We arrived at the door of the bar together. I’m not sure what the conversation was. Some talk about tomorrow and bad weather. I think he was genuinely disappointed. And I was genuinely? uncomfortable, at a loss, desperately wanting to speak Italian, sorry for the rain ? and blessing it all at the same time.

I sat in the bar and sketched for a little while. Soon I flung on my backpack, thanked Peter, and headed to the convent. “But why, look, occhiatta, blue sky is coming” Jon Morrino said. “It will be good.” I pulled out my dictionary and pointed to the word “afraid” coupled with a motion to indicate the many eyes in the square. Together we nodded. He got it. I got it. I went home.

Tomorrow I will drag Jody to the bar with me for morning coffee. She will translate the situation ? and hopefully I will have another chance. Still, the idea of painting in front of all of them, and wanting so badly to capture the gist of the gent sitting in front of me, is almost enough to make my chest heavy. It is so much what I want to do ? and so much the thing I am most terrified of.


Comments

5 Responses to The Big Chicken

Kelly dearest…..If, as a Senior, you were able to paint on stage at Immaculata High School with the whole auditorium looking on and managed to look so cool and calm, you WILL be able to paint Pietro in front of his cronies. Won’t he have a lot to brag about over his next game of cards. Aunt Mary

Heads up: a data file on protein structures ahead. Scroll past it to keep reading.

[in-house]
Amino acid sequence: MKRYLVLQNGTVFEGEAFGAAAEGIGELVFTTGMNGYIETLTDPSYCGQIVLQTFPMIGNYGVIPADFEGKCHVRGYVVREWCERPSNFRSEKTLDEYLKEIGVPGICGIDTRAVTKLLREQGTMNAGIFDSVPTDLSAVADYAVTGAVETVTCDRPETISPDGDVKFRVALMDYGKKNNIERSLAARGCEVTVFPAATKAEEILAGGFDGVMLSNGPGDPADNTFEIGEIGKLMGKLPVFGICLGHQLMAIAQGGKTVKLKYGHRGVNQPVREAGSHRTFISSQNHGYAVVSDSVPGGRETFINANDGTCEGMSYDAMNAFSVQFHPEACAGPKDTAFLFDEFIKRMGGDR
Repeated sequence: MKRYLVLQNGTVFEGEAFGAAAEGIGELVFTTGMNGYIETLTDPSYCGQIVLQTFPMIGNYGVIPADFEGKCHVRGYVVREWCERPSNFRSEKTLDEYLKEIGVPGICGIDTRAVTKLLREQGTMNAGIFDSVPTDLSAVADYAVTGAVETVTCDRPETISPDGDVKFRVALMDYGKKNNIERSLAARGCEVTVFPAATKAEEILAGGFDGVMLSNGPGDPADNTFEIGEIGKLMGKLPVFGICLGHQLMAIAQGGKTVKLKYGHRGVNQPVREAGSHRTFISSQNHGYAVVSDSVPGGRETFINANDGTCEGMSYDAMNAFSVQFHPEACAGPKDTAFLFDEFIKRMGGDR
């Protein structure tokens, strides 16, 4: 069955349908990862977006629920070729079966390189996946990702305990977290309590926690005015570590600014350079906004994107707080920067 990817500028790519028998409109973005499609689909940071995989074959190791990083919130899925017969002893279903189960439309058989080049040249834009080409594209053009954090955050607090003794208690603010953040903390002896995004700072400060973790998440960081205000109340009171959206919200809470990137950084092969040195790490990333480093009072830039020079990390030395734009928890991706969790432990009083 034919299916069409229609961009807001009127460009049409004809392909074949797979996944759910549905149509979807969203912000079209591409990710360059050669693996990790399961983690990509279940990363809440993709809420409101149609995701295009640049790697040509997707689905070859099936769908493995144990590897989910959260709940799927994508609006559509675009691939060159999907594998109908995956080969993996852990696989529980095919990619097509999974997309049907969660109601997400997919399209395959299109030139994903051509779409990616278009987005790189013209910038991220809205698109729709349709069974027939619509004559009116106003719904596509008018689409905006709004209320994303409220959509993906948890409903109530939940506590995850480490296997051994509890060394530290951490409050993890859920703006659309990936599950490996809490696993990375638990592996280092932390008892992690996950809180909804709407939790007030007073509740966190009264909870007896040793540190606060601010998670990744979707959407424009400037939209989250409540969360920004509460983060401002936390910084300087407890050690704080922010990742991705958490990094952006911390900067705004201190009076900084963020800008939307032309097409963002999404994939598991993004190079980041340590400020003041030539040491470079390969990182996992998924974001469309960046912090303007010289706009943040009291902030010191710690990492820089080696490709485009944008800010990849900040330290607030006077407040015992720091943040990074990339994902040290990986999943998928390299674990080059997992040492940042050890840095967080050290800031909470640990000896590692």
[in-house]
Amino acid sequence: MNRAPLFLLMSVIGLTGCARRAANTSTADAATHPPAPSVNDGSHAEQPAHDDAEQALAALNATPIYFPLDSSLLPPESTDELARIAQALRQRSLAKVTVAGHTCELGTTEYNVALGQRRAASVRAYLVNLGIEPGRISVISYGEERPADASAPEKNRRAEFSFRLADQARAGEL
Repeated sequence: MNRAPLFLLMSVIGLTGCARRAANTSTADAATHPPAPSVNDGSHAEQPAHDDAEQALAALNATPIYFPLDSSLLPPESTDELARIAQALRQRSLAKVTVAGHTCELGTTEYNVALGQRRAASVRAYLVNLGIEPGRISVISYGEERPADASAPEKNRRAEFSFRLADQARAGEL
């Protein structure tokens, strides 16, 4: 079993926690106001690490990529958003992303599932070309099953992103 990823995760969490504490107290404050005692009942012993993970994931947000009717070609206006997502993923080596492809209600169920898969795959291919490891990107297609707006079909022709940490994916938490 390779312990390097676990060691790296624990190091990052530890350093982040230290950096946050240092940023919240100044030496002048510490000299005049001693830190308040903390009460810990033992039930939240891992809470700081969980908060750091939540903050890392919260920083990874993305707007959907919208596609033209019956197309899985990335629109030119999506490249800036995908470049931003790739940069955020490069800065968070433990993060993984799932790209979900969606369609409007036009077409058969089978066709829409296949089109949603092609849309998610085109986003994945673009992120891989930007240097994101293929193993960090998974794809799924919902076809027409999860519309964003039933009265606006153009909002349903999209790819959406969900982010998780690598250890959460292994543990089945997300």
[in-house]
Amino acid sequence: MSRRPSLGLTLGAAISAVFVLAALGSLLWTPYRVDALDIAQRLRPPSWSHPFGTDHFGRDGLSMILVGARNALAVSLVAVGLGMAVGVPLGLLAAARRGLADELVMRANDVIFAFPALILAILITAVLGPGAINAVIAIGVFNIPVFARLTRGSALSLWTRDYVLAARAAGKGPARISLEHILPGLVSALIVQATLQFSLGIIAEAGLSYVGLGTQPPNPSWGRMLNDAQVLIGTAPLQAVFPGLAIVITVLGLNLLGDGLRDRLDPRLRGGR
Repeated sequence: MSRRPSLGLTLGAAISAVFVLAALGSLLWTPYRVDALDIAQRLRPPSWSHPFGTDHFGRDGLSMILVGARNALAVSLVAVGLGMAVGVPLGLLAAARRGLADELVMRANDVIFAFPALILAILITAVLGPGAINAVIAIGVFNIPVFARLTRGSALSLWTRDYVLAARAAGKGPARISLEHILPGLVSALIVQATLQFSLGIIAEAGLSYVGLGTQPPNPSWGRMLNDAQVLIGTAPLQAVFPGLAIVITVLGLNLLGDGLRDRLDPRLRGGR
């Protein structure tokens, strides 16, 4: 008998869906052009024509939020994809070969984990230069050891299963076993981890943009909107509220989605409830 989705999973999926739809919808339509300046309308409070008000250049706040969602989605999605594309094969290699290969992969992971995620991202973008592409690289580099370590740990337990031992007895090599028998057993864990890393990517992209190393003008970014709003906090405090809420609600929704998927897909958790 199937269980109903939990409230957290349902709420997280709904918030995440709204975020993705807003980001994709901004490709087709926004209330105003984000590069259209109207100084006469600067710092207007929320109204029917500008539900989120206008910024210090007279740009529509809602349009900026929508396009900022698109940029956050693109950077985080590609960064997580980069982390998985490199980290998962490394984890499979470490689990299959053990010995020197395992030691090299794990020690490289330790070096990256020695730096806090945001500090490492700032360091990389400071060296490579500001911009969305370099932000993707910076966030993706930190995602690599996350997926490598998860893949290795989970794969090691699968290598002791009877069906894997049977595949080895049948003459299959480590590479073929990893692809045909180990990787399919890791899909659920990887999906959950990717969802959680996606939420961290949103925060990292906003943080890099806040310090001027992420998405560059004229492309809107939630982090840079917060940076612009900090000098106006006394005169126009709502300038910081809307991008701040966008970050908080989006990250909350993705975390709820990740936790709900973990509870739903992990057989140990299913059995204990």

You are not a chicken – you are totally inspiring! You go girl, as they say =) Following you every day. Keep it up and have that time of your life.

Dear Kelly, your artcle brought back so many memories.10 years ago I made the same decision and took a leap of faith and went off to Todi with a new paint box . The results were as a domino effectand everything changed.became an oil painter from watercolourist and retired from a potter to paint full time in oil .Yes I know Montecastello di Vibo and please say hello to Jody.There are so many stories to tell and not enough space. An old man was interviewed on tv 25 yrs ago and asked if he had any regrets. yes he said , the road not taken. I try to remember that when making excuses to why I can’t to I will.Tell Jody to call me when she gets home.
Katherine Ernst

I wouldn’t want to sit and sketch or paint in the rain. But as soon as the weather permits, JUST DO IT.
I was recently in a similar circumstance, my DH wanted me to sketch two of his young adult relatives. They don’t know me very well and vice versa, so of course, my hand was shaky. Neither was a good model, although the young woman improved over time. When all was done, I did not capture either of them very well. But to my surprise, THEY were impressed. SO JUST DO IT… You know you can..

Today’s the day. Thanks for the encouragement.

Kathrine, Jody says “Katherine Ernst – ahhh, that’s great!” Cioa